Bridges are potent political symbols, and few more so than the 19-kilometer (12-mile) link across the Kerch Strait connecting Russia with annexed Crimea, a feat of engineering riveted with strategic and propaganda significance. When he drove across it in 2018 in a bright orange truck, Russian flags fluttering, Vladimir Putin called it a miracle. It was a project, the Kremlin spokesman made a point of telling reporters, that the president himself initiated. The following year, he came back to inaugurate the rail portion, riding in the train cab for the cameras.
And yet, in the immediate aftermath of a spectacular explosion early on Saturday that badly damaged the bridge, Putin and other senior officials fell silent. Even Moscow’s loudest propagandists — like RT boss Margarita Simonyan, who initially tweeted only a single word — were reticent. Official reaction did not emerge until Sunday, with Putin labelling the explosion a “terrorist attack” in a brief comment. Then, after a start in Zaporizhzhia, air-raid alerts spread across Ukraine; Monday dawned with explosions in the heart of Kyiv.
It’s been an eloquent expression of the frustration and pressure at the top. As Putin struggles to deal with the embarrassment of the bridge attack and other military setbacks, he is also attempting to quell criticism from loud hawkish voices with a demonstration, for the home crowd and the rest, of Russia’s military might — lest anyone forget. Ukraine’s President Volodymyr Zelenskiy on Monday described widespread retaliatory strikes on energy facilities and on civilian targets, at a time and locations “specially chosen to cause as much damage as possible.”
Kyiv hasn’t explicitly claimed responsibility for the Kerch fireball, but did pointedly issue commemorative stamps, while the Secretary of the National Security and Defense Council tweeted footage of the blast alongside Marilyn Monroe singing “Happy Birthday, Mr. President.”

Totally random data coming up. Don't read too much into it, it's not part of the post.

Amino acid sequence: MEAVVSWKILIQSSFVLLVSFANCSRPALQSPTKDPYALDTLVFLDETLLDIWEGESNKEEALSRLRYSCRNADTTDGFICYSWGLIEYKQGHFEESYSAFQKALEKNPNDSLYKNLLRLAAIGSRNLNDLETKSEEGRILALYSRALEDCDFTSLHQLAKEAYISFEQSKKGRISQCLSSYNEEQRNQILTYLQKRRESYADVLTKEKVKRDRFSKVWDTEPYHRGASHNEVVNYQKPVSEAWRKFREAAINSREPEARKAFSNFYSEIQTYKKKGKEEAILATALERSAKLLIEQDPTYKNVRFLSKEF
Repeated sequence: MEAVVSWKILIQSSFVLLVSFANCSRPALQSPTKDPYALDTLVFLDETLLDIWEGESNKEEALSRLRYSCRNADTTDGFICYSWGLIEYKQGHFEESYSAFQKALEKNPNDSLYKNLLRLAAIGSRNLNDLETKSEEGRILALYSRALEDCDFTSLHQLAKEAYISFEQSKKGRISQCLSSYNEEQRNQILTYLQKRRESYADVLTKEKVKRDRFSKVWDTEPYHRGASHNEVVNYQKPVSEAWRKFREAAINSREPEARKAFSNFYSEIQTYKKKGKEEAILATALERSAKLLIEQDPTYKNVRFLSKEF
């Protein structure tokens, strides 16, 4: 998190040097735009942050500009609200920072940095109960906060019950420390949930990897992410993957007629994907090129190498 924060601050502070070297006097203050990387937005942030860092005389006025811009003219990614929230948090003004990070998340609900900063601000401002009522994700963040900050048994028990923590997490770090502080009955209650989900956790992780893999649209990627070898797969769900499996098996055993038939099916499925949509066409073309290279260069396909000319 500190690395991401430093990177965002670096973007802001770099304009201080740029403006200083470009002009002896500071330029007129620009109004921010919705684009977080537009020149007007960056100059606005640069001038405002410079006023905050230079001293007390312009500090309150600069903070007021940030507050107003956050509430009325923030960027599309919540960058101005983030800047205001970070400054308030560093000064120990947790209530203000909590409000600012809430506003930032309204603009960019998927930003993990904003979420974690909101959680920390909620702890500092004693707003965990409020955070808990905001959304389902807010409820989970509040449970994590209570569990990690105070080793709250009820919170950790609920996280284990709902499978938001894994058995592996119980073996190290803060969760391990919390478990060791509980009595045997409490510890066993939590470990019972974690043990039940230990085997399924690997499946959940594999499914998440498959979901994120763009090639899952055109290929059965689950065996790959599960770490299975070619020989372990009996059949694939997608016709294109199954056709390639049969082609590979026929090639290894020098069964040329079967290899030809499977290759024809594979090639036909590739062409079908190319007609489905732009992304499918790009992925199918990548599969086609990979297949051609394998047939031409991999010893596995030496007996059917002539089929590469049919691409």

More than a personal blow at Putin, the bridge attack is a strategic and security failure, given how obvious the bridge was as a target, and how emphatically Russian media had reported on the multilayered protection supposedly in place. Even the infamous trained dolphins, a promised protective “dome” and anti-sabotage boats were unable to stop the disruption of a crucial supply line for the armed forces. And it is, as Kyiv has put it, just the beginning — a reminder of just how hard it will be for Moscow to hold the land it has grabbed.
So where was Putin over much of the weekend? Back in July, after all, former president and super-hawk Dmitry Medvedev had threatened a “Judgment Day” response to any attack on Crimea; this is not even the first — an airbase was badly damaged during an attack over the summer.
Silence has long been Putin’s stock reaction to situations he feels are getting out of hand, when a supposedly all-powerful patriarch is unable to find an obvious fix, and stumbles. After the Kursk submarine sank in the first year of his presidency, he went mute for days. Two decades later, when Covid-19 began sweeping through Russia, he also largely vanished from public view — hiding from the virus and from blame for any mistakes. And here we are again.